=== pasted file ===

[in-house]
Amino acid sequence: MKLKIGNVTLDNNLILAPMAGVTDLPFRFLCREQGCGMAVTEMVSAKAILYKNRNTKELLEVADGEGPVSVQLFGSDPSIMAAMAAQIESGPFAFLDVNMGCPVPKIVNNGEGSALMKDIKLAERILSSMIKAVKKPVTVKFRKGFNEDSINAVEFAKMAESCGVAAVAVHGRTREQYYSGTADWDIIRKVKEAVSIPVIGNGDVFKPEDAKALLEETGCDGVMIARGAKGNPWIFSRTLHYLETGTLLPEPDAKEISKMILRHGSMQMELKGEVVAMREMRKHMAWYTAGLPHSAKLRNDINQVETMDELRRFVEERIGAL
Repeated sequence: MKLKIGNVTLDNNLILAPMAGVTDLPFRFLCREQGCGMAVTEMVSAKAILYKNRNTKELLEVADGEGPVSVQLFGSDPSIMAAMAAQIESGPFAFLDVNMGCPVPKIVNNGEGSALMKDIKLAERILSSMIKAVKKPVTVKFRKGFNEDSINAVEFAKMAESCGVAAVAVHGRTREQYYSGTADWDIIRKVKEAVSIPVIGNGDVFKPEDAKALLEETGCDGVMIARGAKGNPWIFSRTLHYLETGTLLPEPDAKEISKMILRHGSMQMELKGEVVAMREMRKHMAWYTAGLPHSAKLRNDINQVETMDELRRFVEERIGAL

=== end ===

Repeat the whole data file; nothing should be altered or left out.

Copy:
[in-house]
Amino acid sequence: MKLKIGNVTLDNNLILAPMAGVTDLPFRFLCREQGCGMAVTEMVSAKAILYKNRNTKELLEVADGEGPVSVQLFGSDPSIMAAMAAQIESGPFAFLDVNMGCPVPKIVNNGEGSALMKDIKLAERILSSMIKAVKKPVTVKFRKGFNEDSINAVEFAKMAESCGVAAVAVHGRTREQYYSGTADWDIIRKVKEAVSIPVIGNGDVFKPEDAKALLEETGCDGVMIARGAKGNPWIFSRTLHYLETGTLLPEPDAKEISKMILRHGSMQMELKGEVVAMREMRKHMAWYTAGLPHSAKLRNDINQVETMDELRRFVEERIGAL
Repeated sequence: MKLKIGNVTLDNNLILAPMAGVTDLPFRFLCREQGCGMAVTEMVSAKAILYKNRNTKELLEVADGEGPVSVQLFGSDPSIMAAMAAQIESGPFAFLDVNMGCPVPKIVNNGEGSALMKDIKLAERILSSMIKAVKKPVTVKFRKGFNEDSINAVEFAKMAESCGVAAVAVHGRTREQYYSGTADWDIIRKVKEAVSIPVIGNGDVFKPEDAKALLEETGCDGVMIARGAKGNPWIFSRTLHYLETGTLLPEPDAKEISKMILRHGSMQMELKGEVVAMREMRKHMAWYTAGLPHSAKLRNDINQVETMDELRRFVEERIGAL